The Centers for Disease Control and Prevention advised that people older than 80 with major illnesses have the greatest risk and should take extra precautions.
We spoke with infectious disease and geriatric-care specialists about the steps that can be taken to keep older people healthy in the face of coronavirus.
Respect the rules
If a loved one resides at a facility that is barring visitors, it’s in their best interest to abide by the facility’s rules.
A lockdown is standard protocol for many skilled-care facilities during flu season, said Deborah Dunn, president of the Gerontological Advanced Practice Nurses Association.
Such procedures could entail a sign warning against visits from people experiencing flu symptoms, increased cleaning of surfaces or requirements for staff to monitor their own temperature to avoid spreading germs. These methods shield residents from potential viral danger as well as the public.
For covid-19, the CDC is also recommending that long-term-care facilities have employees dedicated to caring for covid-19-positive patients and to assess the respiratory health of new residents.
One of the main concerns about caring for vulnerable populations amid coronavirus, in comparison to the flu, is that there are no vaccines to fight the new virus, and no drugs to treat those who become infected, she said.
Most epidemiologists agree that an effective and safe vaccine is probably a year or more away, despite President Trump’s claims that he has heard that something could arrive sooner. Present treatment for covid-19 patients mainly consists of providing fluids, giving medicine to alleviate fever and supplying supplemental oxygen in severe cases, according to a Harvard Health Publishing report.
“When you don’t have the fix, you need to do health protection and promotion,” said Dunn, adding that it’s probably in your loved one’s best interest that you don’t visit them while you’re sick and that you practice some kind of social distancing from them when you do.
Rethink your care plans
As coronavirus continues to prove difficult to contain, some have wondered whether they should remove older relatives from these communities out of fear that the residences could become the next Life Care Center of Kirkland, Wash.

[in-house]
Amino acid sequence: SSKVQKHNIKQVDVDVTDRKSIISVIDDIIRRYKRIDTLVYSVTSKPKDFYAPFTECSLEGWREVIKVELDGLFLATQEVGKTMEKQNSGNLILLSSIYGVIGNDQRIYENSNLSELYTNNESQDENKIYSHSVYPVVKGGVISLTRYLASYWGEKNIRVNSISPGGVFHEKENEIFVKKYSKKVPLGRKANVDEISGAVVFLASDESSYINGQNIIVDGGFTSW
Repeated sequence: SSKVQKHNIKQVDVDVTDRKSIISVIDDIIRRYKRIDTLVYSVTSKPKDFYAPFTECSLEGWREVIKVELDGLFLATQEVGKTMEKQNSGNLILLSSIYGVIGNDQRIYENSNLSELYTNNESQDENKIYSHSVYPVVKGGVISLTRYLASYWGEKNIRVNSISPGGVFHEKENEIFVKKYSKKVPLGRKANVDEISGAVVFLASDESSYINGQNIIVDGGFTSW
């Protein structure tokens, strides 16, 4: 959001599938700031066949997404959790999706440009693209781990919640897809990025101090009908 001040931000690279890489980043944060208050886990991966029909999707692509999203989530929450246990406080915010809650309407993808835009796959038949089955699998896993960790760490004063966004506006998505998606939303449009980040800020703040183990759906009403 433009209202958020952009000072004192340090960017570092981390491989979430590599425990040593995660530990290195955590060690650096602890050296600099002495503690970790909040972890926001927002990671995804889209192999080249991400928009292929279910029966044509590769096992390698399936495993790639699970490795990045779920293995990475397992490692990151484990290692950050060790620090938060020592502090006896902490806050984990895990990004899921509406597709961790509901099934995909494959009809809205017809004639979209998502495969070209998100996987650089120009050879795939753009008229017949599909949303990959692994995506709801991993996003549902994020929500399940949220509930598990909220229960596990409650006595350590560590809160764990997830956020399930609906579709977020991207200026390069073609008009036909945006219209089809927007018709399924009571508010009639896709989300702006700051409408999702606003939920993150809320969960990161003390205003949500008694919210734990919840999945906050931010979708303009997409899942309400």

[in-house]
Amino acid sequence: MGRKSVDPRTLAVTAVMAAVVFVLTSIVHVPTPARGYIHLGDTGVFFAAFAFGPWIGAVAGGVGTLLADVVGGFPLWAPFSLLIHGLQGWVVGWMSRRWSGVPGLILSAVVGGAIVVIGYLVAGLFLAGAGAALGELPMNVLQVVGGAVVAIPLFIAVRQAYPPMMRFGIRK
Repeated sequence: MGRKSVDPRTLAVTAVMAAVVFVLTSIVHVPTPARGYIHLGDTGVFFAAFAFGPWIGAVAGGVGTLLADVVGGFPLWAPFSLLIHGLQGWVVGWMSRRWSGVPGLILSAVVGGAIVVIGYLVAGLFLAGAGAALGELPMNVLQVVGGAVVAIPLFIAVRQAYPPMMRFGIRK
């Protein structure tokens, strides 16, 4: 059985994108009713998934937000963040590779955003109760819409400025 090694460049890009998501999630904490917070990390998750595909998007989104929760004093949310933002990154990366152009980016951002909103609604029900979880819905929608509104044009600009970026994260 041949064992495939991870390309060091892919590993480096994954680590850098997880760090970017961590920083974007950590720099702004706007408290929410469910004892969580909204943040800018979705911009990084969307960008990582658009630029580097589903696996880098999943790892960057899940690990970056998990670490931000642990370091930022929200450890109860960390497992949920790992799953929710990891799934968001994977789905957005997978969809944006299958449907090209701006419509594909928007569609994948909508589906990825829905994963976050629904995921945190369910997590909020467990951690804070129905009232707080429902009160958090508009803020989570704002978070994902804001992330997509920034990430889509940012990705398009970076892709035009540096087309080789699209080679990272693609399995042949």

Rehousing a loved a one is a very serious decision that requires an individualized approach based on a person’s care needs. It’s a choice that can carry severe consequences, said Michelle Moccia, program director of Michigan’s first senior emergency center and past president of GAPNA.
“Do they have the ability to take care of their loved one at home? They’re at a nursing facility because they need extra care,” she said.
Should families decide to care for their loved one at home because of a coronavirus outbreak, a care plan needs to be in place to ensure that the same level of medical attention is available.
At-home care isn’t a remedy for preventing the spread of the virus, as poor hygiene practices within a home could increase the risk of infection for an older person, experts say.
Check on your neighbors and introduce technology
Checking on your elderly neighbors is a good Samaritan act in the wake of a coronavirus outbreak, said Bill Hanage, associate professor of epidemiology at the Harvard T.H. Chan School of Public Health.
The CDC advised at-risk populations to stay home as much as possible and to keep in touch with others if covid-19 becomes an issue in their community or if they become infected with the virus.
As toilet tissue and cans of processed food fly off the shelves in big-box stores, places the elderly should avoid, delivering groceries and making sure older, susceptible adults have items they need to survive a quarantine or isolation period could prove valuable.
Healthy adults can do their part to mitigate the loneliness of the older population by introducing them to technology such as FaceTime, WhatsApp or Skype, and practicing good hand hygiene habits when they visit elderly neighbors, Hanage said.
Older neighbors and churchgoers can also remain healthy if community members properly wash their hands with warm water and soap for 20 seconds during home visits and practice caution about exposing them to any respiratory symptoms they might have, he said.
Social distancing and changing how people greet one another can also be helpful the more people practice the habits, he said. He has started practicing the ebola handshake, which involves touching elbows, and a colleague of his has taken to a Vulcan salute out of precaution.
‘Don’t panic. Do prepare.’
Neighborhoods and governments across the country should do their best to contain the spread of the virus and to protect vulnerable segments of the population, but those efforts could look different, said Tom Russo. Russo is a professor and chief of infectious disease at the University at Buffalo Jacobs School of Medicine and Biomedical Sciences.
“The pieces of the puzzle we’re missing is the prevalence of infection in society, and if you are asymptomatic, what is the relative risk of spreading the infection,” he said, noting that it’s hard to give a one-size-fits-all course of action for caring for older people.
For Hanage, his motto, which he has pinned to his Twitter page, has become: “Don’t panic. Do prepare.” He suggests others consider doing the same.
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